Call me old-fashioned if you want to, but I’m against this business of setting Sherlock Holmes in the 21st century. I don’t like it. Sherlock Holmes needs to live in a grimy, smog-polluted London, a place of muddy streets, hansom cabs and urchins, a city of footpads, sword-sticks and homicidal surgeons. A place where a man such as Holmes can have an enigmatic past.
Holmes should never inhabit a technology-ridden 21st century where everything has been so demystified that a chap is unable to remain interesting and a little melancholy.
Besides, how can a cocaine and opium-using detective have any credibility outside Victorian England? It’s simply absurd. Holmes without the drugs is Holmes without Holmes.
Oddly enough, I don’t mind it when he wakes up from suspended animation and finds himself in the late twentieth century. That’s fine since he’s still the same Victorian detective. I can even understand the propaganda use of war-time films since, apart from anything else, the English 1940s were still in black and white. Grainy, Victorian, and distinctly old-fashioned, as it should be. There was room in the 1940s for indeterminate, ambiguous, blurred characters like Holmes, in a way that doesn’t exist any more under the steely light of modern, sanitised, politically-correct searching robotic eyes.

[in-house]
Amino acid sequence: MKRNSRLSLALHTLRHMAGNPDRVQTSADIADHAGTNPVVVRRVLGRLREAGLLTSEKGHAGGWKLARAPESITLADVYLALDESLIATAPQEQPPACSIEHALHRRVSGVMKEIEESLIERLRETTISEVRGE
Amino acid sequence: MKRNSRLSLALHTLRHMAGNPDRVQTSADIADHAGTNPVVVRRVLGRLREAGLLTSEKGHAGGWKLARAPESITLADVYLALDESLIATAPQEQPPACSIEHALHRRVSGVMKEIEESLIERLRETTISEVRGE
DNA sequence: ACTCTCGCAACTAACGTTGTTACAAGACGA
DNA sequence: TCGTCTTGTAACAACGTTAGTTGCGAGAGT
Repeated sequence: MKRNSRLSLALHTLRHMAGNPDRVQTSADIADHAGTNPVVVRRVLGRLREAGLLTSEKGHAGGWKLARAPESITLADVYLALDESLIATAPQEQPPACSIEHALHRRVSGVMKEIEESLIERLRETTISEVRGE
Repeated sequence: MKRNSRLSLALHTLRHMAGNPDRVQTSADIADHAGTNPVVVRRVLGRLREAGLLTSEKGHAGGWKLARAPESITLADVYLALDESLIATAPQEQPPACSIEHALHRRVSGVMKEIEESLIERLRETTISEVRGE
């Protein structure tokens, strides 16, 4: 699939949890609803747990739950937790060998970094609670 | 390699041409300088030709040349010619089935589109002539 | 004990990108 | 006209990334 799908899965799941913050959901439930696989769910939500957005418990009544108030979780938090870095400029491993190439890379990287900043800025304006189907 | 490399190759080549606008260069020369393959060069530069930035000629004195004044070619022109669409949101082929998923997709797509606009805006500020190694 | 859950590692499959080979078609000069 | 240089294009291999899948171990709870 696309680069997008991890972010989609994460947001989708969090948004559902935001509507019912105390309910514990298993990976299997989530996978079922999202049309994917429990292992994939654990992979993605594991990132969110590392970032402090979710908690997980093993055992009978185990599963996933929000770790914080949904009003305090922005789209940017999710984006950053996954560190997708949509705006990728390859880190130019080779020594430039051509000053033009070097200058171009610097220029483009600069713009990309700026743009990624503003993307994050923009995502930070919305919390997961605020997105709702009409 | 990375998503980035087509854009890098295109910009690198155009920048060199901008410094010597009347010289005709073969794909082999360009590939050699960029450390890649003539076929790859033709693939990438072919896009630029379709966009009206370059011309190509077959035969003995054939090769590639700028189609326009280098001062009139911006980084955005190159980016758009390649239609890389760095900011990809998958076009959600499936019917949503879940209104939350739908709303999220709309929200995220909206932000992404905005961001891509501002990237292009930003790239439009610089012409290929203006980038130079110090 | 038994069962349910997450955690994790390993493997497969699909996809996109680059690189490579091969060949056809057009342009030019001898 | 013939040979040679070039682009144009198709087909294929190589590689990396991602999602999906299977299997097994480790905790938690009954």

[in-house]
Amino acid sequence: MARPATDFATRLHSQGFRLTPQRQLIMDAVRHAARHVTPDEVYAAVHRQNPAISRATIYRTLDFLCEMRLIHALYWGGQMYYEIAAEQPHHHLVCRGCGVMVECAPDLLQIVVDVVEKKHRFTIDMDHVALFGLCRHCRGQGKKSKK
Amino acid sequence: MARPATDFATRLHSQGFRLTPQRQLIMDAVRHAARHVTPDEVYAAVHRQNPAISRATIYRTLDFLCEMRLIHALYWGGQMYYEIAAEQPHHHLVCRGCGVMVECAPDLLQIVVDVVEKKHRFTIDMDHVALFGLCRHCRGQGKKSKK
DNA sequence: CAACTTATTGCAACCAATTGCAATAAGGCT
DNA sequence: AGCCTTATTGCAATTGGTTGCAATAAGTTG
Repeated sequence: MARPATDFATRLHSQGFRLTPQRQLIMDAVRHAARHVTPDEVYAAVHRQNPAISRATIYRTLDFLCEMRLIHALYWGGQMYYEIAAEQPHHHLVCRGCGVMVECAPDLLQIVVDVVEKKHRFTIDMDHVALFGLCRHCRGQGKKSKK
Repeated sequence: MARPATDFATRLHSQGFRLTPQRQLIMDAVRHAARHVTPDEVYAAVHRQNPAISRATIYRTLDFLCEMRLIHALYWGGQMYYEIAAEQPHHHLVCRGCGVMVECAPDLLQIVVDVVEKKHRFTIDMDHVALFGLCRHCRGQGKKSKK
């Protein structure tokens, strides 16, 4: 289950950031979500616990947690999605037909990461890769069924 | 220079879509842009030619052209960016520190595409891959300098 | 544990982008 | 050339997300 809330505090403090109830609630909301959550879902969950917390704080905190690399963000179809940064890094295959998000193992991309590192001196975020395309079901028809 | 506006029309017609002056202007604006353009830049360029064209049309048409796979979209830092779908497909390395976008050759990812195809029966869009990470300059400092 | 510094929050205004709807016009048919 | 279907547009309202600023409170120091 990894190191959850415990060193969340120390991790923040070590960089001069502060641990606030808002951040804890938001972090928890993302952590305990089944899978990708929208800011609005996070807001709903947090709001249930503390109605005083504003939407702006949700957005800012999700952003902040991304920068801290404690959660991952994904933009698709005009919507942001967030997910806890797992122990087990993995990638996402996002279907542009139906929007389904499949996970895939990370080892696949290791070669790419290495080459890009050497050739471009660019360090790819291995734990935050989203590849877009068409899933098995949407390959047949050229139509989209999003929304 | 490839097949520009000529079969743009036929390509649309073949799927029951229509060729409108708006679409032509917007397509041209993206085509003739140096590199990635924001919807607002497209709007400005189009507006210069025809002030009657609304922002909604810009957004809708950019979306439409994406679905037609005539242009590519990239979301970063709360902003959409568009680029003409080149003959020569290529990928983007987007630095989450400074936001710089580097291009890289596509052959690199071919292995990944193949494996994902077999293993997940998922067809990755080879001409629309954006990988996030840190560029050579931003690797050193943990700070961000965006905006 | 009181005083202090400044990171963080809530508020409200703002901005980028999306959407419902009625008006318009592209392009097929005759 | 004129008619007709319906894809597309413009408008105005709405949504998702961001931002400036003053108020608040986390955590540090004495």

When I was a lad, and that’s not yesterday or the day before, I loved everything about Arthur Doyle’s stories, although to be truthful, his notion of what constituted logic was always a little shaky. The great detective, despite everything you might have been told, wasn’t all that good at deductive reasoning, possibly due to his over reliance on cocaine and opium. Reading the stories, you want to take him aside and explain, No Sherlock. There are other reasons the lock might have had tiny scratches invisible to Inspector Lestrade but not hidden from you and your magnifying glass. Many other reasons apart from your conclusion that the man must have been drunk. A million other possible reasons, including a shaky hand.